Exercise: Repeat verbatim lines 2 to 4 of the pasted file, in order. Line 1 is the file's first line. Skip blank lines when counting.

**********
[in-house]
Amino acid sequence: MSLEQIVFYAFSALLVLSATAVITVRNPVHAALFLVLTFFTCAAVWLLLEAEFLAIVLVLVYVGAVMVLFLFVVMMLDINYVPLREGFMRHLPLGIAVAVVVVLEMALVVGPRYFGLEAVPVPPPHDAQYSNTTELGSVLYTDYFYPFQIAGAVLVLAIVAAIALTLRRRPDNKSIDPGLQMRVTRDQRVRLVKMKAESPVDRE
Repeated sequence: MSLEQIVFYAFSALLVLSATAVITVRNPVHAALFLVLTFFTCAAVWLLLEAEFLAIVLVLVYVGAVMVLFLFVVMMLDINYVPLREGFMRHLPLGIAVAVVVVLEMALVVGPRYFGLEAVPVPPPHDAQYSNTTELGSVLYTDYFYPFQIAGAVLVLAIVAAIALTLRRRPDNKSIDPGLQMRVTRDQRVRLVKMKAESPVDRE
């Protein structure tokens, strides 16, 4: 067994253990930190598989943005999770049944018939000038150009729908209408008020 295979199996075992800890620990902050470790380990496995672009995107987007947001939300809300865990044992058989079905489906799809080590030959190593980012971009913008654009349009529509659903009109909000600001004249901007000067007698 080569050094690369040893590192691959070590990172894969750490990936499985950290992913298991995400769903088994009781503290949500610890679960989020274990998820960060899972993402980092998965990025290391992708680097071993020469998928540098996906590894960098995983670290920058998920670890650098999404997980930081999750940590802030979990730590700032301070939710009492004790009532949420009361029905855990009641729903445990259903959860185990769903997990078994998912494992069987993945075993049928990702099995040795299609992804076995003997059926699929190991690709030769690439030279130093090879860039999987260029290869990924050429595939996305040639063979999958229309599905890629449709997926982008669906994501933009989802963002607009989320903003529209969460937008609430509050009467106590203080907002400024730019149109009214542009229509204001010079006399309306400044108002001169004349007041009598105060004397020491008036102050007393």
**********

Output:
Amino acid sequence: MSLEQIVFYAFSALLVLSATAVITVRNPVHAALFLVLTFFTCAAVWLLLEAEFLAIVLVLVYVGAVMVLFLFVVMMLDINYVPLREGFMRHLPLGIAVAVVVVLEMALVVGPRYFGLEAVPVPPPHDAQYSNTTELGSVLYTDYFYPFQIAGAVLVLAIVAAIALTLRRRPDNKSIDPGLQMRVTRDQRVRLVKMKAESPVDRE
Repeated sequence: MSLEQIVFYAFSALLVLSATAVITVRNPVHAALFLVLTFFTCAAVWLLLEAEFLAIVLVLVYVGAVMVLFLFVVMMLDINYVPLREGFMRHLPLGIAVAVVVVLEMALVVGPRYFGLEAVPVPPPHDAQYSNTTELGSVLYTDYFYPFQIAGAVLVLAIVAAIALTLRRRPDNKSIDPGLQMRVTRDQRVRLVKMKAESPVDRE
């Protein structure tokens, strides 16, 4: 067994253990930190598989943005999770049944018939000038150009729908209408008020 295979199996075992800890620990902050470790380990496995672009995107987007947001939300809300865990044992058989079905489906799809080590030959190593980012971009913008654009349009529509659903009109909000600001004249901007000067007698 080569050094690369040893590192691959070590990172894969750490990936499985950290992913298991995400769903088994009781503290949500610890679960989020274990998820960060899972993402980092998965990025290391992708680097071993020469998928540098996906590894960098995983670290920058998920670890650098999404997980930081999750940590802030979990730590700032301070939710009492004790009532949420009361029905855990009641729903445990259903959860185990769903997990078994998912494992069987993945075993049928990702099995040795299609992804076995003997059926699929190991690709030769690439030279130093090879860039999987260029290869990924050429595939996305040639063979999958229309599905890629449709997926982008669906994501933009989802963002607009989320903003529209969460937008609430509050009467106590203080907002400024730019149109009214542009229509204001010079006399309306400044108002001169004349007041009598105060004397020491008036102050007393």